The MENRO said volunteer activities are very beneficial, particularly when a local government unit’s budget is limited. Arzaga, on the other hand, said the majority of the money in the LGU was used to administer COVID-19, including the source for the environmental program.
“Hindi lang masaya, hindi ko masabi– hindi ko ma-describe kung paano ang tuwa. We commend ‘yong the private sector particularly itong grupo nila sir Ryan (Cañizares), during the preliminary preparation– alam naman natin na ang funds ng local government ay halos natutok sa COVID,” she said.
“Una, LGU ang nag-initiate, pumasok agad ang tulong nila– sa ngayon kung tutuusin ay sila ang nag-spearhead ng activity, hindi na kami. Sobrang tuwa– sa part namin, nakakalungkot isipin na ang government which should be the forefront sa ganitong bagay, hindi namin magawa ‘yon dahil sa limitations pero doon sila na pumapasok,” she added.
Arzaga thanked the private sector, saying that their participation and cooperation with the LGU are some of El Nido’s distinctive characteristics.
Control program and management
Even the COTS will naturally die, the question is if the affected coral reef will recover or not, Laririt said. That is why human intervention is needed.
“Dapat, habang walang outbreak, in and out of season, whether may turista o wala. Everyone, must do their best to make sure that reefs are healthy, in what way? Syempre hindi mo babagsakan ng angkla, hindi po bubuhusan ng basura– many ways that you can do to help reefs stay healthy,” she said.
MENRO stated that after around 11 years, this outbreak re-occurs in El Nido. It becomes unforeseen as they cannot predict when it would happen again. Arzaga expressed her hope that once the budget was released, they could help in the resumption of operation in collecting COTS.
It will also include COTS as a regular program under MENRO, she added.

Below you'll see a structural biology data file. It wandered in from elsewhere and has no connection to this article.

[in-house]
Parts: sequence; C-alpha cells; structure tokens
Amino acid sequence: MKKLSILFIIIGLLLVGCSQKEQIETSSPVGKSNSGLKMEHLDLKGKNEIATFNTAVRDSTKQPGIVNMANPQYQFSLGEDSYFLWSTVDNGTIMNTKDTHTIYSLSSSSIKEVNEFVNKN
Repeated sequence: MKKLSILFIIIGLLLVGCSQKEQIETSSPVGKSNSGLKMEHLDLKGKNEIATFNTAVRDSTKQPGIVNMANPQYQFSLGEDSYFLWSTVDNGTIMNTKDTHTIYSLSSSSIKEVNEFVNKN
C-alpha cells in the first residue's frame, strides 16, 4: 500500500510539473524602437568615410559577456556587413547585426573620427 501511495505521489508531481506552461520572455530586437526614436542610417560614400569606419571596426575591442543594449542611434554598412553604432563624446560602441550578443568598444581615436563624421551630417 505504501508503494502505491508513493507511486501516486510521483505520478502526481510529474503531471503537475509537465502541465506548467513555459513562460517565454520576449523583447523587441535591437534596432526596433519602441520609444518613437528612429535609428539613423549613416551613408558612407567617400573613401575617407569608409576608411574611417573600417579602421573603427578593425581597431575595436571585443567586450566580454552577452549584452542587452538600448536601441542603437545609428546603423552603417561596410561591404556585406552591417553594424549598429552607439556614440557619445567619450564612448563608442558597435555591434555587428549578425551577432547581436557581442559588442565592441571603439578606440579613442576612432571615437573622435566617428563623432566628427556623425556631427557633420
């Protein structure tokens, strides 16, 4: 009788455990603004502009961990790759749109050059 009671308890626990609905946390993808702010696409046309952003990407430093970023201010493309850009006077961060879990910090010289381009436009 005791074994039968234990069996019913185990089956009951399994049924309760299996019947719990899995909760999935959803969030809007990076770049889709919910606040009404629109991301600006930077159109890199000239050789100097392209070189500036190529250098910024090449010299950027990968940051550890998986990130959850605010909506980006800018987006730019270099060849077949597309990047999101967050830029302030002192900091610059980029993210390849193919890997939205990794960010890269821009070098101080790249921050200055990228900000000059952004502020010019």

“Magkakaroon na ng programa na magiging part na siya ng regular, in case dumating man siya sa mga hindi natin inaasahan na pagkakataon. Kahit papaano ay may mapagkukunan,” she said.
Preparation for tourism industry’s re-opening
Cañizares wants to keep up the work they’ve begun until the tourist sector in El Nido reopens completely.
Arzaga also wishes the same saying that one of the goals of the MENRO is to resolve the outbreak before the resumption of the tourism industry’s full operation. However, based on their experience, it will not be done immediately.
“Sana habang wala pang turismo, sinasabi nga rin ng volunteers, habang bakante pa kami, marami pa ang bakante sa amin na handang tumulong ay sana pursigihin na namin na gawin. Dahil panigurado pagbalik ng turismo, wala na naman, mabibilang na lang kami sa daliri ang magvo-volunteer dahil ‘yan ay babalik sa kanilang hanapbuhay,” Cañizares said.
“Bago pa man mag-full operation (ang tourism industry) o kahit hindi full, kung kakayanin, ay matapos itong crown-of-thorns. Pero hindi siya sa ganon kadali, based on experience kasi namin before sa crown-of-thorns control program– hindi iyan in three months time, hindi natin maganon,” Arzaga said.
According to Arzaga, the outbreak has not yet reached the inner reef in inner bays, but it is becoming worse as time goes by, based on their monitoring in June. She went on to explain that although El Nido is an exception, other communities are seeing rising COTS as well.
“Kung ang nearby municipalities natin ay hindi rin gagawa non, posible rin na hindi namin ito matatapos nang maaga. Ang Linapacan mas nauna sila, kung hindi ako nagkakamali last year or two years ago ang outbreak nila– kung El Nido lang sana pwede sabihin na ganito lang population pero nagmo-move kasi ang crown-of-thorns. Ang iba dyan ay galing sa malayong lugar na dito napadpad, ‘yong iba lumalakad din, lumilipat ng reefs,” she said.
Arzaga said that with the outbreak, their strategy is to select potential areas which remain diverse to focus on and save coral reefs. Their goal is to sustain the operation of COTS collection as long as there is an outbreak.
“In case ma-wipe out man ‘yong buong area, may ilan-ilan reef area na na-secure na siya magiging source ng rercuit ng corals para maka-recover ‘yong ibang reefs sa susunod na panahon,” she said.